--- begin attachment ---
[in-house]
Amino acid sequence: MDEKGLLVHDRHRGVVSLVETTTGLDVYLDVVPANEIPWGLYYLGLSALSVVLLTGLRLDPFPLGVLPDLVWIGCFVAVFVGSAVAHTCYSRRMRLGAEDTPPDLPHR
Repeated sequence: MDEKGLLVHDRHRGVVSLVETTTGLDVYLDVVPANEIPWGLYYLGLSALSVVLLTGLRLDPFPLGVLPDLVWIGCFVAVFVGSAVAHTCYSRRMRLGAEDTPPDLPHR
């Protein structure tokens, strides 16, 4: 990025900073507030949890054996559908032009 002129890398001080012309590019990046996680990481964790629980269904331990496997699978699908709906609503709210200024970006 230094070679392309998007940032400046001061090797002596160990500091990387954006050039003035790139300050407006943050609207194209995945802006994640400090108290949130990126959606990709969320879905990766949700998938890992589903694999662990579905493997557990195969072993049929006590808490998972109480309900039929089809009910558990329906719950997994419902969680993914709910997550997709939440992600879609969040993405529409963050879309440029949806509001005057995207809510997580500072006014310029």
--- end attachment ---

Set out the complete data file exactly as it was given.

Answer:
[in-house]
Amino acid sequence: MDEKGLLVHDRHRGVVSLVETTTGLDVYLDVVPANEIPWGLYYLGLSALSVVLLTGLRLDPFPLGVLPDLVWIGCFVAVFVGSAVAHTCYSRRMRLGAEDTPPDLPHR
Repeated sequence: MDEKGLLVHDRHRGVVSLVETTTGLDVYLDVVPANEIPWGLYYLGLSALSVVLLTGLRLDPFPLGVLPDLVWIGCFVAVFVGSAVAHTCYSRRMRLGAEDTPPDLPHR
């Protein structure tokens, strides 16, 4: 990025900073507030949890054996559908032009 002129890398001080012309590019990046996680990481964790629980269904331990496997699978699908709906609503709210200024970006 230094070679392309998007940032400046001061090797002596160990500091990387954006050039003035790139300050407006943050609207194209995945802006994640400090108290949130990126959606990709969320879905990766949700998938890992589903694999662990579905493997557990195969072993049929006590808490998972109480309900039929089809009910558990329906719950997994419902969680993914709910997550997709939440992600879609969040993405529409963050879309440029949806509001005057995207809510997580500072006014310029």